How can Time Magazine name someone who is hell-bent on eliminating your privacy as their "Person of the Year"? It might be hard to believe but that's exactly what they did when they gave the coveted title to Facebook founder Mark Zuckerberg last year.
Zuckerberg has publicly stated that 'privacy doesn't exist' and that the 'illusion of privacy needs to go away'. A quick glance at a few random public profiles on the social network would make one believe that many of Facebook's 500 million plus members have totally bought into Zuckerbergs lie. Facebook is a dangerous example of how ordinarily rational individuals quickly set aside their most deeply held belief in privacy and proprietary in order to be part of the 'cool crowd'.
As an avid Facebook user, I see the value of the service in many contexts. If you're keeping up with friends, family, and colleagues, the service definitely make it easier and a lot more fun to do so. But that's not how most people use Facebook. Most people throw open the doors and accept every friend request they receive whether they know the person or not. It becomes a game of who has the most friends instead of having anything to do with meaningful connections.
While that 'come one, come all' attitude might not be such a bad thing, it has to be balanced with a certain amount of common sense; something many Facebook members don't seem to have or at least choose not to use. With a friends list of total strangers, these people will post the most intimate details of their lives in excruciating detail. We can learn when someone last had sex, when they have their period, when they're going on vacation, and sometimes how long they'll be away from their unattended house, allowing a opening for an enterprising burglar to do his thing while they're away.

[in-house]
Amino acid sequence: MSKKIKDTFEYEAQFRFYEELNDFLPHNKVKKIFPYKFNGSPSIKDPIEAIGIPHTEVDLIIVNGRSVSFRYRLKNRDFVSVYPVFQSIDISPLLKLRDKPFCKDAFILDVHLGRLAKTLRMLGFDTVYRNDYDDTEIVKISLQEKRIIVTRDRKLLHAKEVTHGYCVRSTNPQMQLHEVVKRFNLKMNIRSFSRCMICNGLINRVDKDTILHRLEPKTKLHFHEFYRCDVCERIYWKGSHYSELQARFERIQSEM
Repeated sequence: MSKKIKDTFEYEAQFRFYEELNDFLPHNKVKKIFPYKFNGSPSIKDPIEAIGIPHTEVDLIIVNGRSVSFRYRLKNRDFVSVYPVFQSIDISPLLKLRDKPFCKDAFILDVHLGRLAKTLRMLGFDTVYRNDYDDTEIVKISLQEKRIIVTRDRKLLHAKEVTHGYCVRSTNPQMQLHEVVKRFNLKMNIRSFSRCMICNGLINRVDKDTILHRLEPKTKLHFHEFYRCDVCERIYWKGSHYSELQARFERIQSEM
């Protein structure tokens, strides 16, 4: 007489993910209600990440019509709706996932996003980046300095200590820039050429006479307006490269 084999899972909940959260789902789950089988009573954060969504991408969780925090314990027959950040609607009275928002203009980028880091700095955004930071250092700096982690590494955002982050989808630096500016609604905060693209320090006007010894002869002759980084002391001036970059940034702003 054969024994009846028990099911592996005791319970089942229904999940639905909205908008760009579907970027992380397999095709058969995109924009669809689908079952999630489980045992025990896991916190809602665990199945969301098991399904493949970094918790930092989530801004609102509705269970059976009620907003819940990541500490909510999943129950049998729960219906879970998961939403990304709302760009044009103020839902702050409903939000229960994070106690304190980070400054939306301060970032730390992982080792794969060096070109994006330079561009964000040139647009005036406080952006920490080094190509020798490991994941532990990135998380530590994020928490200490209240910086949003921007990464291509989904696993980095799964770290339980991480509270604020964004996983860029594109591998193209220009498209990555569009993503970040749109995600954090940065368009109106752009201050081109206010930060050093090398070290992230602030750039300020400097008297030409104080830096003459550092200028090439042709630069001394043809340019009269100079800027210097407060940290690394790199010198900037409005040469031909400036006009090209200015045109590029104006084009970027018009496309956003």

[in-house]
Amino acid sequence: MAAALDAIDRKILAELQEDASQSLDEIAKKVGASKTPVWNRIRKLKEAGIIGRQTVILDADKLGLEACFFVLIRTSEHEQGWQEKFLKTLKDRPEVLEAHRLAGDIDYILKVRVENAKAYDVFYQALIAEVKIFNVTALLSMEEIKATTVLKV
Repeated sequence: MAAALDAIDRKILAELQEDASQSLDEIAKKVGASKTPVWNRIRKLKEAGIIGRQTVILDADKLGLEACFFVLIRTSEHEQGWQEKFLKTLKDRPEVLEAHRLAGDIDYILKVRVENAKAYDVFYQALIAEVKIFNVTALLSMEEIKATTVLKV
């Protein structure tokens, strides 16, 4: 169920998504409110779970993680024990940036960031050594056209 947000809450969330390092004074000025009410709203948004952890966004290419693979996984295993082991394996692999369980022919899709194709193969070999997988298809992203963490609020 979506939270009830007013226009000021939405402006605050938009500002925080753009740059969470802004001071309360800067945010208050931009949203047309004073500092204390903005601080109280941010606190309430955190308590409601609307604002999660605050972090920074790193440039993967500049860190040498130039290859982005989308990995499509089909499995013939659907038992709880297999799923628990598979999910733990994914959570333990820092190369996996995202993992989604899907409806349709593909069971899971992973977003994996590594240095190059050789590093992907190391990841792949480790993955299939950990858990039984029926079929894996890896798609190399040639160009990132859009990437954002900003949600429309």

None of these things are Mark Zuckerberg's or Facebooks fault of course, it's just a function of people 'sharing' with their 'friends'. But the site actively promotes allowing more and more open access to your information. New features that reveal personal information are often turned on with very little announcement and the onerous is on the user to turn it off, and sharing information about your friends with fun applications that often harvest that information is not only easy, it's encouraged by Facebook.
The service also provides an incredible opportunity to create fairly sophisticated profiles of users. By visiting someone's profile, you can learn the movies, products, and people they like. You can learn their marital and parental status, their age, and where they live. Sure, all those things could be turned off but that wouldn't be fun! Using nothing more than a very simple script, Facebook (or anyone else who might have the desire to do so) can easily learn just about anything they want about you and they can (and do) sell that information to marketers who use it to inundate you with advertising, both online and off.
Make no mistake, you are not Facebook's 'customer' or 'member', you are their product. They are selling you to whoever wants to buy you and the price doesn't seem to be all that high.
So how do you protect yourself from such intrusion? Well, the most obvious advice would be 'don't use Facebook' but that's not reality. Most people don't really see how huge the threat to their privacy is when they use the service so convincing them to completely shut their account down is nearly impossible.
The easiest way to protect yourself is to limit the amount of information you provide to Facebook or its partners. Don't put your real phone number into the service (your friends either have it or can message you for it), don't allow games and other applications to have access to your personal information or your friends list, and practice being more conscious about what you share in status updates instead of mindlessly posting without giving it a second thought.
Mark Zuckerberg is not a friend to Facebook members and using Facebook is always about agreeing to compromise your privacy in exchange for a dubiously useful service. It's time we kicked Facebook to the curb for something that acts in a more responsible and ethical way. Until we do, though, let's not feed the monster as it rapes our privacy.
At least let's make it a bit of a challenge for them.